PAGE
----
As Southold Town entered lockdown amid the coronavirus pandemic last year, some crime rates dropped off while others shot up, according to a report presented by police Chief Martin Flatley Tuesday.
Could pandemic-related impacts be to blame?
In an interview Tuesday, Mr. Flatley described 2020 as a “tough year to make heads or tails of either way,” and noted that many other agencies recorded disparities in their yearly statistics.
Overall, the chief’s report noted a 9% decrease in calls to the department in 2020 over 2019 levels and noted decreases in motor vehicle accidents and crimes like aggravated assault, which fell by 57%, sex offenses and drug-related offenses.
The statistics also showed comparatively fewer DWI arrests (41 in 2020, 63 in 2019), aided cases (1,798 from 2,028), arrests (141 from 139) and possession of controlled substances (15 from 25).
But in other categories, crime rates increased.
Reports of burglaries increased 39%, with 39 incidents reported in 2020 over 28 the previous year.
There were also more cases of larceny (221 from 171), criminal mischief (128 from 99) and simple assault (115 from 102). Police also responded to more domestic disturbances in 2020, according to the data, which shows 92 domestic violence cases and 254 domestic disturbances in 2020, over 71 domestic violence and 221 domestic disturbances in 2019.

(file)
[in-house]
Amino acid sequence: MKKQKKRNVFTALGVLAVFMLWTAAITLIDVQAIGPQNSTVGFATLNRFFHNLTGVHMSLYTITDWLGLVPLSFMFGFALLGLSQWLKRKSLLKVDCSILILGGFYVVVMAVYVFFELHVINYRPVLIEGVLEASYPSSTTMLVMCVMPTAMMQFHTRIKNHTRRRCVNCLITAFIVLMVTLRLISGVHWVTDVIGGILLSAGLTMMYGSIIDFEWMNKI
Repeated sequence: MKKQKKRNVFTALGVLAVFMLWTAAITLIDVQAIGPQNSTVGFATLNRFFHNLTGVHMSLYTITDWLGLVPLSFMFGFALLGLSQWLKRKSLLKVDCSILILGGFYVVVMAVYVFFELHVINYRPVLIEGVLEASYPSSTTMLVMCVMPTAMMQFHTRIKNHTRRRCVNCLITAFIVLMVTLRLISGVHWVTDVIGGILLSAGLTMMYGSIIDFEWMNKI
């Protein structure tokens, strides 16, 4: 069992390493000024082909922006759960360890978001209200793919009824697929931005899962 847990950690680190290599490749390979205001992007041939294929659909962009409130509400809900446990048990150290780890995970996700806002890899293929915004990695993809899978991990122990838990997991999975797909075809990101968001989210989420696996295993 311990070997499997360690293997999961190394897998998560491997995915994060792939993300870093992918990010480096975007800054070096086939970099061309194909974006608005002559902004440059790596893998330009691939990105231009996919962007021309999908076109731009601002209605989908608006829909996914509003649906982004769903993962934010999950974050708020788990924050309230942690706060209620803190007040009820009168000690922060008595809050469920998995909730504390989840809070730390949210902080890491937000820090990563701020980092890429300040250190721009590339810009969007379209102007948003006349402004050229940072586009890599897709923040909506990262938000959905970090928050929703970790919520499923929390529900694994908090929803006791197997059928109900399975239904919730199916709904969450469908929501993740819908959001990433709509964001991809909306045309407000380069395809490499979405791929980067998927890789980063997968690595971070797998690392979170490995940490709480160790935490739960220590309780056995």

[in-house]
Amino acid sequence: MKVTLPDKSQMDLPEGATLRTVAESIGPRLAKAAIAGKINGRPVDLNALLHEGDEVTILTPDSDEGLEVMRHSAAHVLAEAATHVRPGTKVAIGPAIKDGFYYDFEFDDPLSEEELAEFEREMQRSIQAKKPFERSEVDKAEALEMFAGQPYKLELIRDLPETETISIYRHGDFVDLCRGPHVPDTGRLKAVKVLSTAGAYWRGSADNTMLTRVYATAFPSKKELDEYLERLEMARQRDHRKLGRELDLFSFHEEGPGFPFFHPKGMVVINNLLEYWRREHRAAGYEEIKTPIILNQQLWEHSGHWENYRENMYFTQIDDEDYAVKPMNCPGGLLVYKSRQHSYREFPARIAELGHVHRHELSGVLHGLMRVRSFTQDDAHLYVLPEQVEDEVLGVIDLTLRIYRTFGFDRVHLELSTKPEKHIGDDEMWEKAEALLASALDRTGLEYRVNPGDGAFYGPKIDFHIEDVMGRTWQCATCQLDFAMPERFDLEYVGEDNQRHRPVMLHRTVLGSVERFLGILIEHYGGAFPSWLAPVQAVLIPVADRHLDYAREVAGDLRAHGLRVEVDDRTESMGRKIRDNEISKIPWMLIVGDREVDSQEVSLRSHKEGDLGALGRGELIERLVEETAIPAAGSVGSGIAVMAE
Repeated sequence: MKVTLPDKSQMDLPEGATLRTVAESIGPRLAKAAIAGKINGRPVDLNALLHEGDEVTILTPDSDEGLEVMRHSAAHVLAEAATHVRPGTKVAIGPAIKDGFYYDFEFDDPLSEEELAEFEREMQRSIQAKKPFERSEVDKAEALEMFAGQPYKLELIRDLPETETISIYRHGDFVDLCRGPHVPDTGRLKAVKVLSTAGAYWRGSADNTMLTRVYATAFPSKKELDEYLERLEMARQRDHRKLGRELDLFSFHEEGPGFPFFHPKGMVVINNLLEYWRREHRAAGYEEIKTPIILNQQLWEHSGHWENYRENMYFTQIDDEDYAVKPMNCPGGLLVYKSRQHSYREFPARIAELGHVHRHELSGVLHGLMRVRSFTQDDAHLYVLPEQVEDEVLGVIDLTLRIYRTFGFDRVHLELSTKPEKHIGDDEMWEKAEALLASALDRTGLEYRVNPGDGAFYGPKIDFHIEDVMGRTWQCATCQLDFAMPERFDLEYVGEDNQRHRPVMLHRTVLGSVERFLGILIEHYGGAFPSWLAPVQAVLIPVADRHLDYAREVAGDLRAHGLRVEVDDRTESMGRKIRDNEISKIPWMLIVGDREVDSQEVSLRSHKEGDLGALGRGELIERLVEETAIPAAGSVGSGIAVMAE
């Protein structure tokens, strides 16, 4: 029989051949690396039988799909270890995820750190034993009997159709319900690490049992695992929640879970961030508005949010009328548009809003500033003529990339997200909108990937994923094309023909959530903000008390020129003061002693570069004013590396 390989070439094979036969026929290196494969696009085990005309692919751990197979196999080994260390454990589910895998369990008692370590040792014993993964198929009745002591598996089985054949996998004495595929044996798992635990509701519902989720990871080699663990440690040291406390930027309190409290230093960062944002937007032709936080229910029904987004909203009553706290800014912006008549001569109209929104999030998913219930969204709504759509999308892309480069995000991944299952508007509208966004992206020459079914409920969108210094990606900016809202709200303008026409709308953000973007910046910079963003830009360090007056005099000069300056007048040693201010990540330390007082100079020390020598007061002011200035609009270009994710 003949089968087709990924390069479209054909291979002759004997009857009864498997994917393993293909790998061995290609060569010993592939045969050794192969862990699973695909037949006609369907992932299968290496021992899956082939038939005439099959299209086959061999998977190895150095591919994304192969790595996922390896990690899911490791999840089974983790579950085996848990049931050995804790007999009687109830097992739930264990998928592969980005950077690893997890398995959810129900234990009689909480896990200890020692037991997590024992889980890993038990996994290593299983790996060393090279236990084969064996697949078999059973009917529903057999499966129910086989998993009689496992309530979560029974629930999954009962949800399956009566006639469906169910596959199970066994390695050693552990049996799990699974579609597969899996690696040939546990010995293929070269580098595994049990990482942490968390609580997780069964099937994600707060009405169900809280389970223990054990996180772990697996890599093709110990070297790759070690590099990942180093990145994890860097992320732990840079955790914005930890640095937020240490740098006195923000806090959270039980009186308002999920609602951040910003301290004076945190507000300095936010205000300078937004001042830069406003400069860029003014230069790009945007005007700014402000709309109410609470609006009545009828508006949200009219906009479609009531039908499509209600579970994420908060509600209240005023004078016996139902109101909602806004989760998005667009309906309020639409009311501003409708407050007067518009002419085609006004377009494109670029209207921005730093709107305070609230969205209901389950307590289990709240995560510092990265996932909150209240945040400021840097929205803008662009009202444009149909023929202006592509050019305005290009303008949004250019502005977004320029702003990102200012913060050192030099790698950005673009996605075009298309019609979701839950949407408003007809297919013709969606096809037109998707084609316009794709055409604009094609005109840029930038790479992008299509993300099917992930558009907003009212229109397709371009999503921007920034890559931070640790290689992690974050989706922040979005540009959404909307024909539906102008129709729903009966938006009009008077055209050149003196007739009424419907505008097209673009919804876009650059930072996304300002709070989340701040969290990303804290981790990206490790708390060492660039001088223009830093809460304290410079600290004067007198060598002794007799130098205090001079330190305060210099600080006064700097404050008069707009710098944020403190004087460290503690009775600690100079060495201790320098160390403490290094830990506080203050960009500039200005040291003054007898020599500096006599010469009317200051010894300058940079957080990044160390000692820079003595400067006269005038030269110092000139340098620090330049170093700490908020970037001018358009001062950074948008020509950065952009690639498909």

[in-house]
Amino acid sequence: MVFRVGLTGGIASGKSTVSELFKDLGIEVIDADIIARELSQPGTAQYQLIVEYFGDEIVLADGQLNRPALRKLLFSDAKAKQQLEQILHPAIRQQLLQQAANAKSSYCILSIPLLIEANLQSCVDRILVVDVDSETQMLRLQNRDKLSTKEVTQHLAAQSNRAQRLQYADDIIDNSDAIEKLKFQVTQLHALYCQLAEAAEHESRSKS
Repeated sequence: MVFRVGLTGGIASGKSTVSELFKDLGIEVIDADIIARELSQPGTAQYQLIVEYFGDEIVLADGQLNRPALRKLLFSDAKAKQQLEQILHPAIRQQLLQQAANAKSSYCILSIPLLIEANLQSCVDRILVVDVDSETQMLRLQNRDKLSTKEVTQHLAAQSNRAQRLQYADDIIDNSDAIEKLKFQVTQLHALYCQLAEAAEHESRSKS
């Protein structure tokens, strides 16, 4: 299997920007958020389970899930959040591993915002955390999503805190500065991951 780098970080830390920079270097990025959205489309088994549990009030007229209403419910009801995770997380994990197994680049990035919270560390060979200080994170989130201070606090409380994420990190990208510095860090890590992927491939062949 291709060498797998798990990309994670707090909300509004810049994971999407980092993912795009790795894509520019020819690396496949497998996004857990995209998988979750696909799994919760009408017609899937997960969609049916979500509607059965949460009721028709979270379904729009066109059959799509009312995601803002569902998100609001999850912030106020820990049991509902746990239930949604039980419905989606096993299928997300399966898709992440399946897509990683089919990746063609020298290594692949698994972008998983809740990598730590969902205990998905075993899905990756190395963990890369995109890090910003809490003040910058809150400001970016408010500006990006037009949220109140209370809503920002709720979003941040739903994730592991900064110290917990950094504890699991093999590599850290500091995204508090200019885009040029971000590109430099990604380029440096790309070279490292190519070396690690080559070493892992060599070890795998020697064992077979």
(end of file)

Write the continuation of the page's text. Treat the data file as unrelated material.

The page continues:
“A large portion of the public were out of work and spent an inordinate amount of time at home with family members, which unfortunately led to more calls for domestics,” Chief Flatley said.
As for the spike in larcenies and burglaries, the police chief said those crimes could also be related to a large number of people out of work. “With burglaries, maybe a closed business or empty building or house are just a more tempting target for criminals,” he said.
Though he was expecting the number of phone calls to the police to increase in 2020 due to an influx of second homeowners and renters, the chief said he was surprised the number was down. “I would imagine the fact that restaurants, bars, stores and a lot of other activities were canceled or closed probably naturally reduced the amount of calls for service that we normally experience during busier months,” he said.
The report also included departmental updates on staffing and accreditation.
According to Chief Flatley, the accreditation process was put on hold briefly as Sgt. Scott Latham, who had been tasked with overseeing the process, stepped in to cover for one of two sergeants out on leave.
Councilman Jim Dinizio said Tuesday that he wants to ensure that doesn’t happen again. “That fill-in has to come from somewhere else,” he said. “[Accreditation] is very important right now with everything that’s going on. We need to keep moving forward,” he said.
Chief Flatley said it’s not something he foresees happening again as two officers were promoted to sergeant in February.
The Town Board also recently hired four probationary and two seasonal police officers who are expected to join the force after completing their training in the Suffolk County Police Academy.
Currently, the department is staffed with 48 employees — four short of the recommended 52 and a number Chief Flatley would like to revisit.
He’s requested an administrative staffing study be completed by the state Department of Criminal Justice Services to determine if that number, which stems from a study done 19 years ago, should be updated.